4 Things To Know About 503B Outsourcing Facilities
The drug manufacturing industry is comprised of at least two kinds of pharmacies—one is to create standard medication for people to buy and use at home and the other is a medication that’s formulated only for doctors to dispense at their healthcare offices.
They both play an important role in the public health system to supply the medication people and even animals need daily. Though you might be familiar with a regular pharmacy, outsourced centers are still relatively unknown by those outside of this sector.
Here are four things to know about 503B outsourcing facilities:
What Is A 503B Facility?
There are various types of pharmaceutical companies involved in the manufacturing of medication, and one of such is a pharmacy known as a 503B facility. They’re outsourced pharmacies that compound sterile medication. In order to comply with the criteria of the FDA, these facilities need to be registered in one geographical location or address. They also need to follow FDA guidelines and regulations while adhering to Current Good Manufacturing Practices (CGMP).
Furthermore, an outsource compounding center dispenses for office use medications—medicine that isn’t sold commercially and is administered by a doctor when it’s sent to their office. The work of a compounder is to mix and create customized medicine for patients with unique conditions. They can also combine ingredients for specialized medication for partnered healthcare providers.
Why Are 503B Facilities Necessary?
The Federal Food, Drug, and Cosmetic Act (FD&C) added section 503B to the Drug Quality and Security Act in 2013. This was to address growing concerns about the safety and quality of compounded drugs. As such, the benefits of passing this act have improved the quality of medicine manufacturing on a larger and more industrial scale.
In addition to this, these outsourcing facilities came about in the first place to meet the needs of human and animal patients who can’t be treated with generic medicine available on the market. Veterinarians, for instance, work with a variety of animal species with differing biology. They’ll most often require personalized medicine for pets such as cats with distinct conditions.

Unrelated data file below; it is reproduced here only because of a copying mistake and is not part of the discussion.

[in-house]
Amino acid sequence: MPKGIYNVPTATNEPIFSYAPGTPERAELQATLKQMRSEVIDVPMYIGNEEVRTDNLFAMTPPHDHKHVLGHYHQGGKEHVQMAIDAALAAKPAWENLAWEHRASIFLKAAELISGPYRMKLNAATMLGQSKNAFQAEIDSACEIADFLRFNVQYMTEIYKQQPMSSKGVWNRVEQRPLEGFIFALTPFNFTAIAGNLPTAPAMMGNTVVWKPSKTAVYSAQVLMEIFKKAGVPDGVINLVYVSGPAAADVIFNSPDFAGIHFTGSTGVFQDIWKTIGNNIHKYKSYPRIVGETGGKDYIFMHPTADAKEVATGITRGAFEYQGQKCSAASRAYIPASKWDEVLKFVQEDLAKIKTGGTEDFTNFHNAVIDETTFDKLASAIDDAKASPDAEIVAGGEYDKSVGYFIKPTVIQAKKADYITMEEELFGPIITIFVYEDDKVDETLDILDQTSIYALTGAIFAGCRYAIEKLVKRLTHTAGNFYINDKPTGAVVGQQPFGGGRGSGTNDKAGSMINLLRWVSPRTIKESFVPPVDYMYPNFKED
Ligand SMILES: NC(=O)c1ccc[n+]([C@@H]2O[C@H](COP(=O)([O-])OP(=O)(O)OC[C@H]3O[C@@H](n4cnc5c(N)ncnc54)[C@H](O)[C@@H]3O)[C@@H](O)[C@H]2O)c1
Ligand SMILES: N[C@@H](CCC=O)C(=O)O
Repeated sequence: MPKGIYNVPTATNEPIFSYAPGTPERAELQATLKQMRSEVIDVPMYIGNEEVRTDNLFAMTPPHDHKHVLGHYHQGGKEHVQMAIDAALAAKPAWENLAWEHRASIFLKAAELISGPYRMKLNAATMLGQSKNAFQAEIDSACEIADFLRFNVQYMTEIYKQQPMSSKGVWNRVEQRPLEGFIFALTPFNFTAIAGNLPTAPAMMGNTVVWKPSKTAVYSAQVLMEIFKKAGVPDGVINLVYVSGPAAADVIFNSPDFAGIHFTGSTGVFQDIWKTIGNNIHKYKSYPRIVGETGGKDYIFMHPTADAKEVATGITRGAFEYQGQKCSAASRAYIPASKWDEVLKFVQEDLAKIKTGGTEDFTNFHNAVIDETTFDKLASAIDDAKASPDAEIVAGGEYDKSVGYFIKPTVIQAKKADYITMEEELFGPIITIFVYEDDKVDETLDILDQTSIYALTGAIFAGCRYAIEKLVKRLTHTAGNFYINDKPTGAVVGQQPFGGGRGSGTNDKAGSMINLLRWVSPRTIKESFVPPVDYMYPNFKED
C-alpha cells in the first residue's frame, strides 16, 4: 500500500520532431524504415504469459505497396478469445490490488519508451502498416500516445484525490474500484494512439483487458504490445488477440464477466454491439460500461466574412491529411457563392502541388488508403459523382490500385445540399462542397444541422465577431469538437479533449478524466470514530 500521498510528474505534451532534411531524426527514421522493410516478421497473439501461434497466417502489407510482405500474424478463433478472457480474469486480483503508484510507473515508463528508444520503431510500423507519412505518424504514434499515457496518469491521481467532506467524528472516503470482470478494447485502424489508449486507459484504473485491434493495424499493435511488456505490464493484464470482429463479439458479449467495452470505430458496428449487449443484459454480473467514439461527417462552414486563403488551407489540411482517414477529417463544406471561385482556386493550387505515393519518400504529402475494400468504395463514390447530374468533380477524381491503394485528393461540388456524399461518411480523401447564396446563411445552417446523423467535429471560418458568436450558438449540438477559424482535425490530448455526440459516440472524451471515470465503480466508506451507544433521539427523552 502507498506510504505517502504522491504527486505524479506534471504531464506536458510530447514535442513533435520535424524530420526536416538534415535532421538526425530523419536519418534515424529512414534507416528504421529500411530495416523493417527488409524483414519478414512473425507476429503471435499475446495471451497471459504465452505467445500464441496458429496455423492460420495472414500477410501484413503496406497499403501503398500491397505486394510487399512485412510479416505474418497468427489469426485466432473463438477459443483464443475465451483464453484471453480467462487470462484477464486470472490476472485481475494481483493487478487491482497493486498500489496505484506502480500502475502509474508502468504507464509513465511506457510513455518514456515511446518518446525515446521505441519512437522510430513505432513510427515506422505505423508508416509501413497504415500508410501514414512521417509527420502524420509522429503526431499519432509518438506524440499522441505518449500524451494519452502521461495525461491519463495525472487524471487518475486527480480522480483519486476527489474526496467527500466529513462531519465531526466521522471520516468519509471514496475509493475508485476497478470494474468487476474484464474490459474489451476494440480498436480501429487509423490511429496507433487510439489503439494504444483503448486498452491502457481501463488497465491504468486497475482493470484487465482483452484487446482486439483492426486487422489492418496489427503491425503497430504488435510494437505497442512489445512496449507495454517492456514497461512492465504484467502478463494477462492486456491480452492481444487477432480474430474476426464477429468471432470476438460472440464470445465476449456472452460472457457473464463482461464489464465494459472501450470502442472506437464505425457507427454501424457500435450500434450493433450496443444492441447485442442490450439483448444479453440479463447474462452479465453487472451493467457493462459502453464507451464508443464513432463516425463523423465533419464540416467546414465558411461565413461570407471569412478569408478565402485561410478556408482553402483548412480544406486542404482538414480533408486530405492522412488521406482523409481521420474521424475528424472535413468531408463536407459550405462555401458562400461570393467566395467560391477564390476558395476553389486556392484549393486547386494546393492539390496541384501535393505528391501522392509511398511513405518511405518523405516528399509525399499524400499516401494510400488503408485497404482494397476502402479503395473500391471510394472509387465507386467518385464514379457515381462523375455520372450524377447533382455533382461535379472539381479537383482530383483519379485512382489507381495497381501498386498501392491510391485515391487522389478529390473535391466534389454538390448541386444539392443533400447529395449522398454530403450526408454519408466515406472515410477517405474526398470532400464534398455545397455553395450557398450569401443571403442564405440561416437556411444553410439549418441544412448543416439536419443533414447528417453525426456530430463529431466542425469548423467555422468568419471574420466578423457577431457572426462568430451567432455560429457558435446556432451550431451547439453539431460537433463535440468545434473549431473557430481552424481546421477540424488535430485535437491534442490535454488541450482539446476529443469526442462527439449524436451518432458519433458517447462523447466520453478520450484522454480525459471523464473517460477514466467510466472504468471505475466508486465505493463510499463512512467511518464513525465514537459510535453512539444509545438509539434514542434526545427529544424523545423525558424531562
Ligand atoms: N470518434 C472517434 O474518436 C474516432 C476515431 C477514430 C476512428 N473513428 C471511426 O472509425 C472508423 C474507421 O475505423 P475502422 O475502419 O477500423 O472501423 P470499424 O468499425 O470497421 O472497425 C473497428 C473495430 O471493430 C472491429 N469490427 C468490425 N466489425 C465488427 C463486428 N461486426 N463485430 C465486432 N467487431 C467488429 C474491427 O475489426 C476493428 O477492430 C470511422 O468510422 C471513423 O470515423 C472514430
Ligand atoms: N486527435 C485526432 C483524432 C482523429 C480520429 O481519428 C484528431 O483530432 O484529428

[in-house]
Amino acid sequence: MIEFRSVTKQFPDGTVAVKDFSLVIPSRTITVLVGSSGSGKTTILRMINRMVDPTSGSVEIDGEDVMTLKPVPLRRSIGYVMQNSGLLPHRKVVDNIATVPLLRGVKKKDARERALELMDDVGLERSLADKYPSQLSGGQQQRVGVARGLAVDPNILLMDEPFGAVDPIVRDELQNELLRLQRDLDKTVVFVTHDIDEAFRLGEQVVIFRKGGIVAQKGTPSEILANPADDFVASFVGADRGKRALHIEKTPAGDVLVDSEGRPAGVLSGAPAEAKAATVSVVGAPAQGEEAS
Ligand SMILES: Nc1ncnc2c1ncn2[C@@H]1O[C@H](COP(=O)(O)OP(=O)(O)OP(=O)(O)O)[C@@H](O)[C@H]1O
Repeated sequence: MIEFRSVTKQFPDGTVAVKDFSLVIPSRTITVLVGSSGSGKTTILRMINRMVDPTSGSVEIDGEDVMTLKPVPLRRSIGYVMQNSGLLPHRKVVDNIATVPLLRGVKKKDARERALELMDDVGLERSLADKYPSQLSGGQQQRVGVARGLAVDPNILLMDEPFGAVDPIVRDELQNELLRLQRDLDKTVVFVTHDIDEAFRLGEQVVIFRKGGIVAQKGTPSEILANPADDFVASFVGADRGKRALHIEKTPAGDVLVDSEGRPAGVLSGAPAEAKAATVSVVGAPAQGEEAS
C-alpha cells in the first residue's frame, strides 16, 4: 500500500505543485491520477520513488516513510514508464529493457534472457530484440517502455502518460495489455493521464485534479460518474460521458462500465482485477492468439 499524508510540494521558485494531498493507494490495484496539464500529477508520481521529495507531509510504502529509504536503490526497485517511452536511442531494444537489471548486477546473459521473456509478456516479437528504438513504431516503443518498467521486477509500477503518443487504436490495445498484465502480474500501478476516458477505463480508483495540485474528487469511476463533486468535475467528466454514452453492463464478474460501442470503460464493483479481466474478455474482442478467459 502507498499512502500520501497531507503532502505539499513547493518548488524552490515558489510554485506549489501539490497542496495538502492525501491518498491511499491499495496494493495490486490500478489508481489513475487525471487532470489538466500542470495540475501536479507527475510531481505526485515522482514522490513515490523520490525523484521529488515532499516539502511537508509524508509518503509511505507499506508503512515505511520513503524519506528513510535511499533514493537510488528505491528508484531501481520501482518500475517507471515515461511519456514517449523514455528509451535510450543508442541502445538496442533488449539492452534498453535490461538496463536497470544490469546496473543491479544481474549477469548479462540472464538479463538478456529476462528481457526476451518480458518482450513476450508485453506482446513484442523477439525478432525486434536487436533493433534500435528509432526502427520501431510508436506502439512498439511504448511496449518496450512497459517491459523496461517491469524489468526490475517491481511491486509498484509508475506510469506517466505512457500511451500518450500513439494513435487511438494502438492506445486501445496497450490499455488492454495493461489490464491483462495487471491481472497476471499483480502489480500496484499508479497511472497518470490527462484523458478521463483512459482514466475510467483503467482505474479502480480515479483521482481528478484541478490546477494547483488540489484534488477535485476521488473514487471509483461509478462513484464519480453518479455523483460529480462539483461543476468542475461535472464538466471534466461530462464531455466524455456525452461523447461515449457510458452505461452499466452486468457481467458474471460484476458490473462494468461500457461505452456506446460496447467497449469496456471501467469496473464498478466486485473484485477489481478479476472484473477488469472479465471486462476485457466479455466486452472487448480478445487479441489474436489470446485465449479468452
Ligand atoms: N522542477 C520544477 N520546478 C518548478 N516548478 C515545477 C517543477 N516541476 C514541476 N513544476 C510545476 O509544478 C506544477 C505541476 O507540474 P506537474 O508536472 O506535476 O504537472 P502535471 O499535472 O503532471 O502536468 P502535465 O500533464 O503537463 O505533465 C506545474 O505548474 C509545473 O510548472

Human physiology can also be diverse and call for a combination of separate medical ingredients to treat an illness. Therefore, 503B centers can create personalized medicine that’s tailored to each patient’s needs.
What Are The FDA Regulatory Policies?
The FDA has a strict policy to ensure outsourced compounding facilitates adhere to CGMP and stay committed to the quality and safety of new drug creations. Some of the regulations include:
- Testing for potency, sterility, and endotoxins of finished products
- Compounded drugs must be inspected by the FDA
- Drugs must be compounded under the supervision of the senior pharmacist
- Environmental monotiling to prevent contamination
- Validating the safety and functionality of manufacturing equipment
- Having a detailed and documented list of ingredients and their raw materials
- Training staff and facility personnel on best practices and up-to-date standards
- The facility must meet the design standards set and approved by the FDA
These are just a few of the general key details of the FDA regulations has set out for outsourced pharmaceutical manufacturing. There are many more guidelines and information acts in place for specific cases. These can be faculties involved with medical devices, injectors, containers, and innovative combination products.
What Is The Difference Between 503A And 503B Facilities?
503A is the code used for traditional or regular pharmacies. These are the well-known and widely used facilities where a compounder or pharmacist can only dispense prescription-specific medication. They’re in many ways the opposite of how a 503B facility can operate.
The major differences to be aware of are in terms of regulations, prescription, and production. For instance, traditional pharmacies or 503A aren’t licensed by the FDA and don’t have to follow CGMP protocol. They’re mostly regulated by a pharmacy board of each state. These pharmacies are also limited in the production volume of drugs they can manufacture and distribute.
On the other hand, 503B facilities are strictly regulated by the FDA and have a higher production volume by creating medicine using bulk ingredients. Patients can’t take this medicine home as it’s only allowed to be used for office by doctors in hospitals, clinics, and other healthcare centers. Many pharmaceutical companies and healthcare providers usually have both types of manufacturers within their supply chain to fulfill the demand for each medicinal usage.
A 503B outsourcing facility is a non-traditional pharmacy that compounds personalized medication for use in a doctor’s office only. They’re only able to operate once they’re given the go-ahead by FDA policy and meet the requirements. These facilities are strictly regulated to ensure the drugs being made are safe for human and animal consumption. All of this is necessary to create uniquely tailored medication in a sterile environment and improve the quality and efficacy, as well as minimize potential harm.